The Arizona Board of Regents won the first dismissal of hundreds of lawsuits filed across the country against universities by students seeking the cost of room, board and other fees after campus closure in the wake of COVID-19.

Several observers predicted that the suits would be difficult to win, particularly against public institutions that will claim sovereign immunity — in this case, the court never reached the sovereign immunity issue, Bloomberg Law reported.

Barry Burgdorf, Corporate counsel at Pillsbury, said many other states have pre-filing notice requirements when plaintiffs are pursuing the state for monetary damages, so plaintiffs in other states pursuing similar claims may face the same hurdle.

The notice provision is intended to allow the state an opportunity to determine whether the sovereign immunity applies. But here, the court never reached the issue of sovereign immunity, he said.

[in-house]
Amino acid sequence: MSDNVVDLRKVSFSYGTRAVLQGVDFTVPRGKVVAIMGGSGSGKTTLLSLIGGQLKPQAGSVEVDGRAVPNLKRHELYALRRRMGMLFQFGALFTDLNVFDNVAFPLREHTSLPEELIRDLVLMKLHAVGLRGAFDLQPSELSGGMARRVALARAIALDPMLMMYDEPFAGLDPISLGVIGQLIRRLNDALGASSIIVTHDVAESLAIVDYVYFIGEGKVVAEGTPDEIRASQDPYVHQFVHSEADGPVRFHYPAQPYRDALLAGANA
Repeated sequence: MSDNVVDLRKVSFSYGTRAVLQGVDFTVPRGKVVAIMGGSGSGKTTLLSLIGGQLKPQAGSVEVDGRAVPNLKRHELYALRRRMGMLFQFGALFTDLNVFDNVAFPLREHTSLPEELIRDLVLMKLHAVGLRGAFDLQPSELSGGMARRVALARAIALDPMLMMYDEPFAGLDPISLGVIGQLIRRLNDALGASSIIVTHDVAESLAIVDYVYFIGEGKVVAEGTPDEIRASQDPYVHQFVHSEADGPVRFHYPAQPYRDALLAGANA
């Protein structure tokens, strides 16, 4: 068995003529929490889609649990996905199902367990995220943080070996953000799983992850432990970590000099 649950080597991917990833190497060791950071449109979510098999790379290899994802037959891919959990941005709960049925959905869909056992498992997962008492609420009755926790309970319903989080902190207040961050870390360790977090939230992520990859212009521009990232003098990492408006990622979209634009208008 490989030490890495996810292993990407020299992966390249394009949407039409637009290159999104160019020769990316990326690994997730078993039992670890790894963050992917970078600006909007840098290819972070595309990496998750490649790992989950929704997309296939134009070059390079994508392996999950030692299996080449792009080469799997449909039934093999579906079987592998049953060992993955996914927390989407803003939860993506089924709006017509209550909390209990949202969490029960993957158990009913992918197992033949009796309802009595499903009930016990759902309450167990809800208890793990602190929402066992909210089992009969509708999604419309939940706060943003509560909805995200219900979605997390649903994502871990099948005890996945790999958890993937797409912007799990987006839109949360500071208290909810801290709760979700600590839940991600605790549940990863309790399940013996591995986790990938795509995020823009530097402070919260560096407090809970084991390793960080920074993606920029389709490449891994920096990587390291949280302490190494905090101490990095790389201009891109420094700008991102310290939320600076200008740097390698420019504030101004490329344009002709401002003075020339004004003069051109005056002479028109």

Whether public universities in other states can assert immunity is more like shades of gray than a simple binary yes or no question, Bloomberg Law reported.

“You have 50 varieties of sovereign immunity,” Burgdorf said. “Some states like Texas have strong sovereign immunity, while others are much weaker.”

"When the state is acting in its governmental capacity sovereign immunity applies, but it may not when acting in a proprietary fashion,” he said. “Universities can be both, so there can be a wide variety of results on sovereign immunity.”